Patient views highlight potential for Peek smartphone suite to transform eye health


The Portable Eye Examination Kit (Peek) has real-world potential to transform global eye health, according to new research from the London School of Hygiene & Tropical Medicine and Amref Health Africa in Kenya. Patients, healthcare providers and stakeholders in ophthalmic service provision have given a positive evaluation of Peek in a parallel study to the Nakuru Eye Disease Cohort Study, funded by The British Council for the Prevention of Blindness, Fight for Sight, the Medical Research Council, and the International Glaucoma Association.

An estimated 285 million people worldwide are visually impaired, of whom 39 million are blind. Up to 80% of blindness and visual impairment is avoidable but a lack of trained specialists and the high cost of buying and transporting the right equipment is a major challenge. This is especially true in rural areas and in the low-income nations of Africa and Asia that share the largest proportion of the burden.

Peek is a smartphone-based system developed to be an affordable user-friendly alternative for performing comprehensive eye exams anywhere in the world. It consists of a suite of apps, a unique hardware adaptor for the phone’s camera, integrated systems to share the data with specialists and a programme of training.

Dr. Andrew Bastawrous is an ophthalmologist and clinical lecturer in international eye health at the London School of Hygiene & Tropical Medicine and Co-Founder of the Peek Vision Foundation, a UK based charity. He initiated and is leading the Peek project as it is developed and tested. In the current qualitative study Dr. Bastawrous, Ms. Karanja (Amref Health Africa in Kenya) and their teams worked together alongside the cohort study, to find out about its acceptability and usability. These are factors that could affect whether the system can successfully be adopted, nationally and internationally.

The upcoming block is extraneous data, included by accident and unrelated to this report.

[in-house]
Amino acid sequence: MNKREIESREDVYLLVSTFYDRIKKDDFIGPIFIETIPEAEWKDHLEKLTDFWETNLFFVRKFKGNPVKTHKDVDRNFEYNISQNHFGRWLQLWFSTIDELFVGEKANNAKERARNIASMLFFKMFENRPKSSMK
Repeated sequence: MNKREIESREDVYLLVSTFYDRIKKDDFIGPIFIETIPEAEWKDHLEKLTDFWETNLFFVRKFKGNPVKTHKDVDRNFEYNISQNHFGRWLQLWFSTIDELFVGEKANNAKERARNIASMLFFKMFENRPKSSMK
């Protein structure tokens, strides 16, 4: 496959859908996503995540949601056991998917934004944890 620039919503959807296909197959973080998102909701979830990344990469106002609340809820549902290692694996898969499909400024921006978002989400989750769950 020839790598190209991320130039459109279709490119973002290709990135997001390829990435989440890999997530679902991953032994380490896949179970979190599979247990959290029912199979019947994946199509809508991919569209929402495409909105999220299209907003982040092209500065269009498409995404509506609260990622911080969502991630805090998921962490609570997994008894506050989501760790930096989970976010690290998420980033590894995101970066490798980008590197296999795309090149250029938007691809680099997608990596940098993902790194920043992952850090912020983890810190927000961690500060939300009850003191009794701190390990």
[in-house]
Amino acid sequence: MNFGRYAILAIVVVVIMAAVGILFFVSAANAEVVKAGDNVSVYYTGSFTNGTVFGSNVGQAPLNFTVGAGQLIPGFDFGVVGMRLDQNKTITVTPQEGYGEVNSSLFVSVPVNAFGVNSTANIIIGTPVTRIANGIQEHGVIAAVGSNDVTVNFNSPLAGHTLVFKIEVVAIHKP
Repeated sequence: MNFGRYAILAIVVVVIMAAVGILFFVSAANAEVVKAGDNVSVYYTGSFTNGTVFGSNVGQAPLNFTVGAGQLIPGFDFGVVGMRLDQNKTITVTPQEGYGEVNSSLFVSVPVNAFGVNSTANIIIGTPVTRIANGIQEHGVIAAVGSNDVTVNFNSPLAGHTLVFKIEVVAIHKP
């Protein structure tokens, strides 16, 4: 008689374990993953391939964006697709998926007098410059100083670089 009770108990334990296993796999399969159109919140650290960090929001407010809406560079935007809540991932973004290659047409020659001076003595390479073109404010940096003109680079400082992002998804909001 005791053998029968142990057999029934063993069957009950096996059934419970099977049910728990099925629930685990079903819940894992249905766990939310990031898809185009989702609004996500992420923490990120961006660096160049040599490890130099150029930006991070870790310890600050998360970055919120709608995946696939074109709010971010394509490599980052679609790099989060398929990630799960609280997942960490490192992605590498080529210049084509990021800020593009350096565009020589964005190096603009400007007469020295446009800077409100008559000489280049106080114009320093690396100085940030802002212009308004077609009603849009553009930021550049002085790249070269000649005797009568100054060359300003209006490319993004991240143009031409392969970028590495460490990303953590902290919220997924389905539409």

Patients, healthcare providers and decision-makers in ophthalmic healthcare provision in Kenya were interviewed to help the team understand 1) the context in which Peek would be used; 2) how patients feel about this approach to eye health; 3) the usability of Peek itself; and 4) whether it benefits eye care provision.

Results published in JMIR mHealth uHealth, a leading health informatics peer-reviewed journal, show a clear positive response towards Peek from all participant groups. The study also highlights some key considerations that need to be addressed if Peek is to become a sustainable solution to the shortfall in ophthalmic healthcare.

‘There are no mobile eye doctors like you doing the rounds creating awareness on eye issues,’ said one patient who participated in the study. ‘Someone like I will wait until I am sick to seek treatment because there is no one giving people information to help prevent these problems.’

‘It’s portable and one can be able to access rural areas where infrastructure is poor,’ said a participating healthcare provider. ‘You will be able to get to people who could not think of getting help.’

‘I can gather data from the field and it gives me some clear information on decisions that I am about to make,’ said a stakeholder. “It is able to separate those who need to see a doctor urgently and those who do not.’

Key challenges identified in the study included the need for government support to deploy Peek, building capacity to train healthcare providers and mobilising community health volunteers. Ensuring data protection and access to low-cost smartphone technology also emerged as important themes.

‘There are multiple human factors that need to be understood because ultimately, the technology has no value when not appropriately used in the right hands, with the right support and right information being generated’, said Dr Bastawrous. ‘So it is encouraging to find that Peek is perceived to be valuable as a tool that would increase access to high-quality eye services in rural, hard-to-reach areas. The technology has already demonstrated its accuracy, repeatability and consistency and we now know that Peek is an acceptable solution that supports patients’ needs and can help strengthen the eye health system.’

‘Mobile technology has great potential to transform eye-healthcare delivery and it’s important that we have this evaluation of people’s views about Peek,’ said Dr. Dolores M Conroy, Director of Research at Fight for Sight. ‘The technology may be possible, but people have to be able to use it and to want to. Here we can see that they can and do. With the right commitment and backing there will be a real opportunity to overcome the current barriers to universal eye health.’

The research also received funding from the Department for International Development and The Queen Elizabeth Diamond Jubilee Trust.


Lodhia V, Karanja S, Lees S, Bastawrous A. Acceptability, Usability, and Views on Deployment of Peek, a Mobile Phone mHealth Intervention for Eye Care in Kenya: Qualitative Study. JMIR mHealth and uHealth 2016; 4(2): e30.

This story was sourced from the Medical Xpress website.


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